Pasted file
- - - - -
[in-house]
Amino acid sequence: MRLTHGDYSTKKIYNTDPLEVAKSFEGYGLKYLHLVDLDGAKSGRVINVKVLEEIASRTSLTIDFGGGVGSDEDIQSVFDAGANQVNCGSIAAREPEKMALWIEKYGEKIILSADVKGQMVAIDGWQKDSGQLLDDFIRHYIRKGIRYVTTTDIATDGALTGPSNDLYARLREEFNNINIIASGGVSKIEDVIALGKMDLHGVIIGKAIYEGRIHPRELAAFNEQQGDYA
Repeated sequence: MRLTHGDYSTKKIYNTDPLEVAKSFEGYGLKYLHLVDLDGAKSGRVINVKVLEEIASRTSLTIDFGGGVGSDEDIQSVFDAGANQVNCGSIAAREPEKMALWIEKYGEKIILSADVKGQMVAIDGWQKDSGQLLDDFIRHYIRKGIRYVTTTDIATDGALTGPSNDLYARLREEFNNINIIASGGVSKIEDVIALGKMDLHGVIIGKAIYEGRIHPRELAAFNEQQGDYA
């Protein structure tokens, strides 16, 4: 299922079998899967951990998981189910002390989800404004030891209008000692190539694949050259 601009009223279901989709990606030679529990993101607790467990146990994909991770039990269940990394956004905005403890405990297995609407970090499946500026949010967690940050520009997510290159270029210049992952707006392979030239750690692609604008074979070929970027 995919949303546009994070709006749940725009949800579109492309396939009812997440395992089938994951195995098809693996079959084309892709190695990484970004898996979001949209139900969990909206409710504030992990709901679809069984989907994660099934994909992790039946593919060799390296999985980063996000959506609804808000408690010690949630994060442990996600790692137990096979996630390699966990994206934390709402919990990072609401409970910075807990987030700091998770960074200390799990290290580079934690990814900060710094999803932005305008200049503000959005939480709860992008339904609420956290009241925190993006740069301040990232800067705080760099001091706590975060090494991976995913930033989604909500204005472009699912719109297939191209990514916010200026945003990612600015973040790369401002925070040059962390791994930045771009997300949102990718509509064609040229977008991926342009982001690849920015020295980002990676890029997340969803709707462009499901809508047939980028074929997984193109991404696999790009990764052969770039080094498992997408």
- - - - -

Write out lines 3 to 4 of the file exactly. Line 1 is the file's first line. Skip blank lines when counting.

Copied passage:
Repeated sequence: MRLTHGDYSTKKIYNTDPLEVAKSFEGYGLKYLHLVDLDGAKSGRVINVKVLEEIASRTSLTIDFGGGVGSDEDIQSVFDAGANQVNCGSIAAREPEKMALWIEKYGEKIILSADVKGQMVAIDGWQKDSGQLLDDFIRHYIRKGIRYVTTTDIATDGALTGPSNDLYARLREEFNNINIIASGGVSKIEDVIALGKMDLHGVIIGKAIYEGRIHPRELAAFNEQQGDYA
């Protein structure tokens, strides 16, 4: 299922079998899967951990998981189910002390989800404004030891209008000692190539694949050259 601009009223279901989709990606030679529990993101607790467990146990994909991770039990269940990394956004905005403890405990297995609407970090499946500026949010967690940050520009997510290159270029210049992952707006392979030239750690692609604008074979070929970027 995919949303546009994070709006749940725009949800579109492309396939009812997440395992089938994951195995098809693996079959084309892709190695990484970004898996979001949209139900969990909206409710504030992990709901679809069984989907994660099934994909992790039946593919060799390296999985980063996000959506609804808000408690010690949630994060442990996600790692137990096979996630390699966990994206934390709402919990990072609401409970910075807990987030700091998770960074200390799990290290580079934690990814900060710094999803932005305008200049503000959005939480709860992008339904609420956290009241925190993006740069301040990232800067705080760099001091706590975060090494991976995913930033989604909500204005472009699912719109297939191209990514916010200026945003990612600015973040790369401002925070040059962390791994930045771009997300949102990718509509064609040229977008991926342009982001690849920015020295980002990676890029997340969803709707462009499901809508047939980028074929997984193109991404696999790009990764052969770039080094498992997408």